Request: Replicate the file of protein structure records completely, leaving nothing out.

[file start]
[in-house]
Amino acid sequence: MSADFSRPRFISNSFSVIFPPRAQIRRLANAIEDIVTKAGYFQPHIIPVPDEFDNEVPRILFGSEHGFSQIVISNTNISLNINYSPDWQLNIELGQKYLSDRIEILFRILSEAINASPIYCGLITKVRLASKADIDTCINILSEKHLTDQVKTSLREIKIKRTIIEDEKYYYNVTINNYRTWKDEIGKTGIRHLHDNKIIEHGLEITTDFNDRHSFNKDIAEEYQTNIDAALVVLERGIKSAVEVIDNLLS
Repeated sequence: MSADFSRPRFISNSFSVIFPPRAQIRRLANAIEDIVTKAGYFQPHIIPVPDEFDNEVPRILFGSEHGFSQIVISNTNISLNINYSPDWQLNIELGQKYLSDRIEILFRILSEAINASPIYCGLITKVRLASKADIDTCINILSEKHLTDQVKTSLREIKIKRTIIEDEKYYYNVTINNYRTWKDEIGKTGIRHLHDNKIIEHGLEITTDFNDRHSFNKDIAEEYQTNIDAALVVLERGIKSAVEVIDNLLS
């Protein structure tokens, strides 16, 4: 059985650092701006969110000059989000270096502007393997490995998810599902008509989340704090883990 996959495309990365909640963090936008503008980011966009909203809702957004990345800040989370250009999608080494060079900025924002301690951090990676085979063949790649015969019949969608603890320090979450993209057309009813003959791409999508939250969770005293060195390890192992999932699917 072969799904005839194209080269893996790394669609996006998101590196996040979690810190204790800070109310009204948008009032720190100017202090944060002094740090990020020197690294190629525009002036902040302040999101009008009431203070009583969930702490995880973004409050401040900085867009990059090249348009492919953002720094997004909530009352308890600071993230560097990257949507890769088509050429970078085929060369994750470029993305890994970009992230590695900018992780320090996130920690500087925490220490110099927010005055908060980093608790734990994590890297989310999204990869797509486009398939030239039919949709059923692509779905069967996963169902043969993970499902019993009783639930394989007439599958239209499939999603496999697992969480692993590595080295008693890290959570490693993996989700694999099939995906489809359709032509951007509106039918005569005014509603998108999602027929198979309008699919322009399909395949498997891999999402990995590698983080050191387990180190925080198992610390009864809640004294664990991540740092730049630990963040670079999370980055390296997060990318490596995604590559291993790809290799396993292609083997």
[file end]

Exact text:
[in-house]
Amino acid sequence: MSADFSRPRFISNSFSVIFPPRAQIRRLANAIEDIVTKAGYFQPHIIPVPDEFDNEVPRILFGSEHGFSQIVISNTNISLNINYSPDWQLNIELGQKYLSDRIEILFRILSEAINASPIYCGLITKVRLASKADIDTCINILSEKHLTDQVKTSLREIKIKRTIIEDEKYYYNVTINNYRTWKDEIGKTGIRHLHDNKIIEHGLEITTDFNDRHSFNKDIAEEYQTNIDAALVVLERGIKSAVEVIDNLLS
Repeated sequence: MSADFSRPRFISNSFSVIFPPRAQIRRLANAIEDIVTKAGYFQPHIIPVPDEFDNEVPRILFGSEHGFSQIVISNTNISLNINYSPDWQLNIELGQKYLSDRIEILFRILSEAINASPIYCGLITKVRLASKADIDTCINILSEKHLTDQVKTSLREIKIKRTIIEDEKYYYNVTINNYRTWKDEIGKTGIRHLHDNKIIEHGLEITTDFNDRHSFNKDIAEEYQTNIDAALVVLERGIKSAVEVIDNLLS
């Protein structure tokens, strides 16, 4: 059985650092701006969110000059989000270096502007393997490995998810599902008509989340704090883990 996959495309990365909640963090936008503008980011966009909203809702957004990345800040989370250009999608080494060079900025924002301690951090990676085979063949790649015969019949969608603890320090979450993209057309009813003959791409999508939250969770005293060195390890192992999932699917 072969799904005839194209080269893996790394669609996006998101590196996040979690810190204790800070109310009204948008009032720190100017202090944060002094740090990020020197690294190629525009002036902040302040999101009008009431203070009583969930702490995880973004409050401040900085867009990059090249348009492919953002720094997004909530009352308890600071993230560097990257949507890769088509050429970078085929060369994750470029993305890994970009992230590695900018992780320090996130920690500087925490220490110099927010005055908060980093608790734990994590890297989310999204990869797509486009398939030239039919949709059923692509779905069967996963169902043969993970499902019993009783639930394989007439599958239209499939999603496999697992969480692993590595080295008693890290959570490693993996989700694999099939995906489809359709032509951007509106039918005569005014509603998108999602027929198979309008699919322009399909395949498997891999999402990995590698983080050191387990180190925080198992610390009864809640004294664990991540740092730049630990963040670079999370980055390296997060990318490596995604590559291993790809290799396993292609083997």